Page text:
A mentor of mine gave me some very profound words of wisdom in regards to painters block. "Sometimes you just have to paint an ugly one." He went on to say that in doing this you can lament over it thus moving you into a new space with your work. I have painted many painting from a place of lament. There is something to this which is beyond understanding. I have been following your blog for a long time now and enjoy everything you put forward. Thank you for inspiring.

Barbara Pask said...

I LOVE this painting, so special. Thank you for sharing about your struggles, we all understand. I think if we are ever completely satisfied with where we are as artists it might be time to give it up. You are fantastic and it will come back better than ever.

Terri Buchholz said...

Well you clearly regained your stride! This is a lovely, expressive painting. The recipients must be thrilled!

smellyrhinostudio said...

Love this little girl, Karin!
I can relate to your blahs. I agree with what someone else said, possible overload from 100 faces. I couldn't write for 2 months after finishing Nat'l novel writing month. Burnout is real. I can't wait to see what you'll come up with next, when your mojo returns!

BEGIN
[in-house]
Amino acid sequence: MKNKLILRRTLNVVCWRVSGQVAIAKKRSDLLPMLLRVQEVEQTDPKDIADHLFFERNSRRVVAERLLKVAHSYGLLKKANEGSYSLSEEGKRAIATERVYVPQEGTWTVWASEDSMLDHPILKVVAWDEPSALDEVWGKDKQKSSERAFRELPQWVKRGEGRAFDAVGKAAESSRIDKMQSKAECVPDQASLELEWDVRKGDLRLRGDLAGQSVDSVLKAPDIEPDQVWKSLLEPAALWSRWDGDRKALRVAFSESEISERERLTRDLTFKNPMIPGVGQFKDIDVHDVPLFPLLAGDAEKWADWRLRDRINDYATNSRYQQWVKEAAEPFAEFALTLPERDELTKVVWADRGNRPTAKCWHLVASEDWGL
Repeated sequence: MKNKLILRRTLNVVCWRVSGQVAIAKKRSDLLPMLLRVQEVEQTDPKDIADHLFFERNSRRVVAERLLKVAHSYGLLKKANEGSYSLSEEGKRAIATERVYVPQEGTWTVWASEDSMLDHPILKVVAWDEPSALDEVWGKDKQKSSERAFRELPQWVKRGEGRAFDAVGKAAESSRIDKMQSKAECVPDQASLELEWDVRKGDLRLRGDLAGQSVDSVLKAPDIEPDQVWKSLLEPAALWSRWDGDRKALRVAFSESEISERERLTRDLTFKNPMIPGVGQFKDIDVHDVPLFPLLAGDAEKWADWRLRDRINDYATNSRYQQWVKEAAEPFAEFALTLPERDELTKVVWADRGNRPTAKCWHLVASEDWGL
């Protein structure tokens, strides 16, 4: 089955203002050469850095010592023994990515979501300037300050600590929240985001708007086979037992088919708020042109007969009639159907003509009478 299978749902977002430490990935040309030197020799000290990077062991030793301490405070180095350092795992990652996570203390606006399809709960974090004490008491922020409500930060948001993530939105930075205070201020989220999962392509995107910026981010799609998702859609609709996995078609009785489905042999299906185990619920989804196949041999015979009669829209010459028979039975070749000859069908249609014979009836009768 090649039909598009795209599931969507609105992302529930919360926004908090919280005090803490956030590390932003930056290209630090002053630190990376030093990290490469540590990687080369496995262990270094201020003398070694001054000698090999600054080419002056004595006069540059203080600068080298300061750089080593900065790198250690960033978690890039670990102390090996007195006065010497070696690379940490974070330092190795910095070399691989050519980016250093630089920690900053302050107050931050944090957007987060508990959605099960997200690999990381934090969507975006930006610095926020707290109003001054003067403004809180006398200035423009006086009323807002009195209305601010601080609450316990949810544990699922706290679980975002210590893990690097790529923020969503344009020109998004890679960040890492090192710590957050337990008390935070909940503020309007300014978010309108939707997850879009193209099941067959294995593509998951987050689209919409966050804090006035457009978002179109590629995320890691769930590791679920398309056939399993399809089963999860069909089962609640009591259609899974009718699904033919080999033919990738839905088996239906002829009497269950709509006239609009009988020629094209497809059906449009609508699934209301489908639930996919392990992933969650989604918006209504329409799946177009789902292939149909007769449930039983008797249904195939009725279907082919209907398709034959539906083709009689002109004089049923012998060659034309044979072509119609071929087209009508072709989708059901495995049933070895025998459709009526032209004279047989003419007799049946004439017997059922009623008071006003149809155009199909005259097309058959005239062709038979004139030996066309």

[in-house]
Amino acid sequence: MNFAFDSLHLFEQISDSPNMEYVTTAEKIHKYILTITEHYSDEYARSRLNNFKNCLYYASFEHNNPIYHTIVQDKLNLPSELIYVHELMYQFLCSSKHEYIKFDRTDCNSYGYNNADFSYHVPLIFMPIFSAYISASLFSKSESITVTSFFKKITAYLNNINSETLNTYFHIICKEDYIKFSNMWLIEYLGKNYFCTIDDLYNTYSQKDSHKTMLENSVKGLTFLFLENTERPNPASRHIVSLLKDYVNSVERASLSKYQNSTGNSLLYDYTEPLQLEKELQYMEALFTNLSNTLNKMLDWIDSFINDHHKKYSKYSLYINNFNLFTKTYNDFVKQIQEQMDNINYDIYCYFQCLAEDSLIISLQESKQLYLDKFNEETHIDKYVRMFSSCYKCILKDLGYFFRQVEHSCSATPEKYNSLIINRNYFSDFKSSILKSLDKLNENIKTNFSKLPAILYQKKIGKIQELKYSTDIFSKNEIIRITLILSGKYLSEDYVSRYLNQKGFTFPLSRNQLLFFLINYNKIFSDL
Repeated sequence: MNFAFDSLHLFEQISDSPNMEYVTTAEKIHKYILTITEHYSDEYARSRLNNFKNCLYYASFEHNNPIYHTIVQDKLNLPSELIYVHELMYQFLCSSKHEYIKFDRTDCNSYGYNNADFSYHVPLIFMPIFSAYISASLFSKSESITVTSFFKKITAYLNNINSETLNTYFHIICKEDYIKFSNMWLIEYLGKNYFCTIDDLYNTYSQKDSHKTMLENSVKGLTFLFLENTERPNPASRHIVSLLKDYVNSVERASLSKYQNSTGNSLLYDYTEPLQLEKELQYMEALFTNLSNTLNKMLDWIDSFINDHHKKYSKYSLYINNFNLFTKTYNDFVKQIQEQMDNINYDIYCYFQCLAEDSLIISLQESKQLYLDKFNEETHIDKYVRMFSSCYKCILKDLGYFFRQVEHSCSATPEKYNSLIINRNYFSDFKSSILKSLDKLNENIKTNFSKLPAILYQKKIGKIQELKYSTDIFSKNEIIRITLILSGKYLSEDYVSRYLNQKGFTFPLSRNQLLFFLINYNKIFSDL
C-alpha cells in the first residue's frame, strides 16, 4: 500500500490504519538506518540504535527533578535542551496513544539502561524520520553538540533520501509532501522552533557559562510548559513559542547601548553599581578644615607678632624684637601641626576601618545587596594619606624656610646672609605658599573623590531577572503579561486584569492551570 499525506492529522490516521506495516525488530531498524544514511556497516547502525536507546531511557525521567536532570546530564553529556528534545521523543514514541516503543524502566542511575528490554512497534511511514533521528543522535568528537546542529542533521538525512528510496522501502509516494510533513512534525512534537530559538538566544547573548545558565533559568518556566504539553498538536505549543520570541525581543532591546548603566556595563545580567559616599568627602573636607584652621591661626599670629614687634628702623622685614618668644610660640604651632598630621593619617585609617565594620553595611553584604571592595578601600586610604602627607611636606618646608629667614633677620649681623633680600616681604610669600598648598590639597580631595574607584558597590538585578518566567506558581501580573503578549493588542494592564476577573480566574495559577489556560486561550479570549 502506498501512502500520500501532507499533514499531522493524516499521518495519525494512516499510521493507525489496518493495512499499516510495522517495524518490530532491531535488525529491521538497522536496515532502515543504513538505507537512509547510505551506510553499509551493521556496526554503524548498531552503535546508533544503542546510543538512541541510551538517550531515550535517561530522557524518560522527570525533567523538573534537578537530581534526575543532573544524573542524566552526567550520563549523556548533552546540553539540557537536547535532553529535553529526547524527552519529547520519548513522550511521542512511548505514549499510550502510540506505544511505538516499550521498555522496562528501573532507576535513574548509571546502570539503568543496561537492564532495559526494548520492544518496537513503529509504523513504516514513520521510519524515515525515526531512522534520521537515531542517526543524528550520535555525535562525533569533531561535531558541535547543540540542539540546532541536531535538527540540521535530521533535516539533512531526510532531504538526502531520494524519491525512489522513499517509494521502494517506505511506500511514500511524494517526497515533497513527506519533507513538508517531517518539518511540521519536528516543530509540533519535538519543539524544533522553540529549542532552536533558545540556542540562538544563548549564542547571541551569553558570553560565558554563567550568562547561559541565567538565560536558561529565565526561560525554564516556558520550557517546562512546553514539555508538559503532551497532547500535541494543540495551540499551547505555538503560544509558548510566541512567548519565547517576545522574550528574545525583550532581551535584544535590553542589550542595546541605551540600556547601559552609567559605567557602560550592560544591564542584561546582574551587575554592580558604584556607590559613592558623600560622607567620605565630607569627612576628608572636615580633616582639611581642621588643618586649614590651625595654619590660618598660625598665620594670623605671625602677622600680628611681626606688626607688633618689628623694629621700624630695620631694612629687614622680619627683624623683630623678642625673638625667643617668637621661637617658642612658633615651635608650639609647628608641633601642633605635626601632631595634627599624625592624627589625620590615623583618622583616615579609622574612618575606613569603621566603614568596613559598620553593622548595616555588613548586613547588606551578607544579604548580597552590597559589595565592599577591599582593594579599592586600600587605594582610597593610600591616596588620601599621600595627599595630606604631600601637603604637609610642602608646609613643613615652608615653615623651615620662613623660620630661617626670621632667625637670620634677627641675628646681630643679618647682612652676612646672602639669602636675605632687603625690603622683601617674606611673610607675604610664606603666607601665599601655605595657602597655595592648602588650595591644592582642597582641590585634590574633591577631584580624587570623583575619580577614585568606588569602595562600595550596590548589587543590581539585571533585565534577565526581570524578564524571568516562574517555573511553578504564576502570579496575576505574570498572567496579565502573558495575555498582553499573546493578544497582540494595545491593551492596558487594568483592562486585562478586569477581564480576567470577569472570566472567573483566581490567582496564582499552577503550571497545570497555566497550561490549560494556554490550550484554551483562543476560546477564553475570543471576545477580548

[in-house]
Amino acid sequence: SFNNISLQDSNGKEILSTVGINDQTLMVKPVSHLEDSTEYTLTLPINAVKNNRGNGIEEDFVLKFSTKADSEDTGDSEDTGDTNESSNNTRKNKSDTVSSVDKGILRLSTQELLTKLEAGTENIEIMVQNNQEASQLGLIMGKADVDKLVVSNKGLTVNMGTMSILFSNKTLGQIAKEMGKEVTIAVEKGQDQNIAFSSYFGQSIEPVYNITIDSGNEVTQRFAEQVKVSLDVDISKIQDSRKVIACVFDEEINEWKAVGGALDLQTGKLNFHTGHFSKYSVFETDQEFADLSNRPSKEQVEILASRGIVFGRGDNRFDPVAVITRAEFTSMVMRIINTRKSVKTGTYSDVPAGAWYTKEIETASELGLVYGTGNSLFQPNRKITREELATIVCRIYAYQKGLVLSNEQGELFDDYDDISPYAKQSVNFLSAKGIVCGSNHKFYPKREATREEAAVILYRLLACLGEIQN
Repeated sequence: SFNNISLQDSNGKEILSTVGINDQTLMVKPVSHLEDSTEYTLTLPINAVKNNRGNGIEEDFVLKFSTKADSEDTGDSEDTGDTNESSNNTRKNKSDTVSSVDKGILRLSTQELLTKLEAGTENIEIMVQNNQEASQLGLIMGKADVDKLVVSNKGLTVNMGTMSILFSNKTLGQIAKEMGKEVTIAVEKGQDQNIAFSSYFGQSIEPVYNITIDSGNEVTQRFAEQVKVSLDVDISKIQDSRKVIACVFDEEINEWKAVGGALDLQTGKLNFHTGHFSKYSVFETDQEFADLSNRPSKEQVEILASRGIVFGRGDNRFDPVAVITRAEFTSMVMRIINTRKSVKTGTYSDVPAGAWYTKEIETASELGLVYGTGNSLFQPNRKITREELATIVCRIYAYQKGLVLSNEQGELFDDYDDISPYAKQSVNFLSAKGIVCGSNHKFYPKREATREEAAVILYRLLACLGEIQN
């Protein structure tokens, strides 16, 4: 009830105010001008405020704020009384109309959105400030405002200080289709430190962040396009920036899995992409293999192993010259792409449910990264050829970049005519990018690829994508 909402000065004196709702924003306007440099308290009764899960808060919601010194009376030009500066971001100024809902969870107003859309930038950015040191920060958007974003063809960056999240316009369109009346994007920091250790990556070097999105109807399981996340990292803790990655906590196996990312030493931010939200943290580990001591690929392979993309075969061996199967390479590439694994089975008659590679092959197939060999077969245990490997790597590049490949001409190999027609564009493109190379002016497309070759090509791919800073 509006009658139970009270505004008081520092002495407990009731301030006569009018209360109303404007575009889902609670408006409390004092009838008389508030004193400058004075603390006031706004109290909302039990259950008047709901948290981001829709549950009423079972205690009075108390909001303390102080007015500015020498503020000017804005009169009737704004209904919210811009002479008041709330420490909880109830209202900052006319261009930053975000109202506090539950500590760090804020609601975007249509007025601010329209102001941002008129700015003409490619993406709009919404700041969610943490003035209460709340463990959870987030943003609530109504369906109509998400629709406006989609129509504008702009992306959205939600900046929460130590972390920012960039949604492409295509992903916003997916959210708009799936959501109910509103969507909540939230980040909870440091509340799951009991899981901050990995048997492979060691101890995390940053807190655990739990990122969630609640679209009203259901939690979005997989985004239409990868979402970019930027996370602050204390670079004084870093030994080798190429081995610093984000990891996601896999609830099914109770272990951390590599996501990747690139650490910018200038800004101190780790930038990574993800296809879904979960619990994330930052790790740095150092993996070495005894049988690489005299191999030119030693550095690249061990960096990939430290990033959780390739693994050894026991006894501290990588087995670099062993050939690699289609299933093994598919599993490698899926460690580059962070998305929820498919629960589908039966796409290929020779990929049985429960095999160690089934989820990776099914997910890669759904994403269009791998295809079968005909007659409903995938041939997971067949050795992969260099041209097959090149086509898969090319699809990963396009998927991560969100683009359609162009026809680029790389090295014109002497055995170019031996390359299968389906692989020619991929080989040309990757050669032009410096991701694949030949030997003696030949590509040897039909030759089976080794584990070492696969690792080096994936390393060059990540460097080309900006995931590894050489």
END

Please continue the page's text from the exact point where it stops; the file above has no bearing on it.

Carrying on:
Brian Cameron said...

By the time you read this you'll be back at it but just wanted to say I'll bet the ones you wiped were just fine. I'll bet it was just you perception of your paintings that was off. My paintings look good to me some days and bad another. I think it's mostly our vantage point.
I did learn years ago that some days are for making the lines while other days are for filling them in. in other words... some days we feel very creative and can whip out stuff like crazy while other days are better for doing mundane things like framing,cleaning up, stretching camvas etc..
Closing down your shop is a big deal . you should expect to be a little 'off'
but your new posts are wonderful!